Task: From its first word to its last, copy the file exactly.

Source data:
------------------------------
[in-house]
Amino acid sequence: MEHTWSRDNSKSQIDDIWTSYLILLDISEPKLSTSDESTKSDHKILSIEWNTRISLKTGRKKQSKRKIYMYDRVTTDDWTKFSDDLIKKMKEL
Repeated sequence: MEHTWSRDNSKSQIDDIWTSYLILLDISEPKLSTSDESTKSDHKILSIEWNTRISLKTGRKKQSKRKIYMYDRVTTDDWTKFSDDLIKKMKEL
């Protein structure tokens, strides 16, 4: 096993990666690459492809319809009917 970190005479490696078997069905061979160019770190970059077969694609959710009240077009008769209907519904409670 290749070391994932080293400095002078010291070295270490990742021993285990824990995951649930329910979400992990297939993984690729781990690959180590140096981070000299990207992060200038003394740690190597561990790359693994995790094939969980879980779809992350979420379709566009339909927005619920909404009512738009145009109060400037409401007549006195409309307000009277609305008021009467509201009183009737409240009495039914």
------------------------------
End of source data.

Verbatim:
[in-house]
Amino acid sequence: MEHTWSRDNSKSQIDDIWTSYLILLDISEPKLSTSDESTKSDHKILSIEWNTRISLKTGRKKQSKRKIYMYDRVTTDDWTKFSDDLIKKMKEL
Repeated sequence: MEHTWSRDNSKSQIDDIWTSYLILLDISEPKLSTSDESTKSDHKILSIEWNTRISLKTGRKKQSKRKIYMYDRVTTDDWTKFSDDLIKKMKEL
């Protein structure tokens, strides 16, 4: 096993990666690459492809319809009917 970190005479490696078997069905061979160019770190970059077969694609959710009240077009008769209907519904409670 290749070391994932080293400095002078010291070295270490990742021993285990824990995951649930329910979400992990297939993984690729781990690959180590140096981070000299990207992060200038003394740690190597561990790359693994995790094939969980879980779809992350979420379709566009339909927005619920909404009512738009145009109060400037409401007549006195409309307000009277609305008021009467509201009183009737409240009495039914």